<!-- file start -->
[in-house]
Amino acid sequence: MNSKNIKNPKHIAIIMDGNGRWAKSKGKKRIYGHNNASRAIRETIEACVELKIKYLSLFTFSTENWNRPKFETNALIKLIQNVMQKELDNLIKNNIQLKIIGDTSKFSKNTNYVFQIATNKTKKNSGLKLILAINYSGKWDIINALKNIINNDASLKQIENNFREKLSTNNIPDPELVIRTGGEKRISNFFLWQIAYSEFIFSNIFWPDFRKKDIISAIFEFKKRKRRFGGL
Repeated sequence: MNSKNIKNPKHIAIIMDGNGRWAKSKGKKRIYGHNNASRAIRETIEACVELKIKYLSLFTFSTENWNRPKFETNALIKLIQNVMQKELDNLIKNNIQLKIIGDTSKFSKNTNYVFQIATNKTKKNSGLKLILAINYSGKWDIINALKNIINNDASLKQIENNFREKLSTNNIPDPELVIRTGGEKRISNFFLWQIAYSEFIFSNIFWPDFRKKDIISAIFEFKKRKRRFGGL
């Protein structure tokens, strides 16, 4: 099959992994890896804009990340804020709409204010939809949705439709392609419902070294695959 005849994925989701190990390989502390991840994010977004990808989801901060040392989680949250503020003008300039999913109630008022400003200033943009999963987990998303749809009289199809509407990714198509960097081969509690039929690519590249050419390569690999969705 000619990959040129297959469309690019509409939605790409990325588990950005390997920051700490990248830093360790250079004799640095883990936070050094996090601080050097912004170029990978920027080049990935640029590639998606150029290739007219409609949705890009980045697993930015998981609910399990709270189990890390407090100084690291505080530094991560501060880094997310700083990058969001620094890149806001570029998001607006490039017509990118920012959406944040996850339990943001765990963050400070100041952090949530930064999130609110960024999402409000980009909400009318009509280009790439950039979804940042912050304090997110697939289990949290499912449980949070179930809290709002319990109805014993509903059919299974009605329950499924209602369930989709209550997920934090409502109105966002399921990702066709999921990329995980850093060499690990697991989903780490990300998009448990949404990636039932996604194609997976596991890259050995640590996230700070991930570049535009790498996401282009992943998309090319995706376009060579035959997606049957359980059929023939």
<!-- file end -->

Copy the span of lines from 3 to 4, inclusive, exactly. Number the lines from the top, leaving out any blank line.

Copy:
Repeated sequence: MNSKNIKNPKHIAIIMDGNGRWAKSKGKKRIYGHNNASRAIRETIEACVELKIKYLSLFTFSTENWNRPKFETNALIKLIQNVMQKELDNLIKNNIQLKIIGDTSKFSKNTNYVFQIATNKTKKNSGLKLILAINYSGKWDIINALKNIINNDASLKQIENNFREKLSTNNIPDPELVIRTGGEKRISNFFLWQIAYSEFIFSNIFWPDFRKKDIISAIFEFKKRKRRFGGL
């Protein structure tokens, strides 16, 4: 099959992994890896804009990340804020709409204010939809949705439709392609419902070294695959 005849994925989701190990390989502390991840994010977004990808989801901060040392989680949250503020003008300039999913109630008022400003200033943009999963987990998303749809009289199809509407990714198509960097081969509690039929690519590249050419390569690999969705 000619990959040129297959469309690019509409939605790409990325588990950005390997920051700490990248830093360790250079004799640095883990936070050094996090601080050097912004170029990978920027080049990935640029590639998606150029290739007219409609949705890009980045697993930015998981609910399990709270189990890390407090100084690291505080530094991560501060880094997310700083990058969001620094890149806001570029998001607006490039017509990118920012959406944040996850339990943001765990963050400070100041952090949530930064999130609110960024999402409000980009909400009318009509280009790439950039979804940042912050304090997110697939289990949290499912449980949070179930809290709002319990109805014993509903059919299974009605329950499924209602369930989709209550997920934090409502109105966002399921990702066709999921990329995980850093060499690990697991989903780490990300998009448990949404990636039932996604194609997976596991890259050995640590996230700070991930570049535009790498996401282009992943998309090319995706376009060579035959997606049957359980059929023939």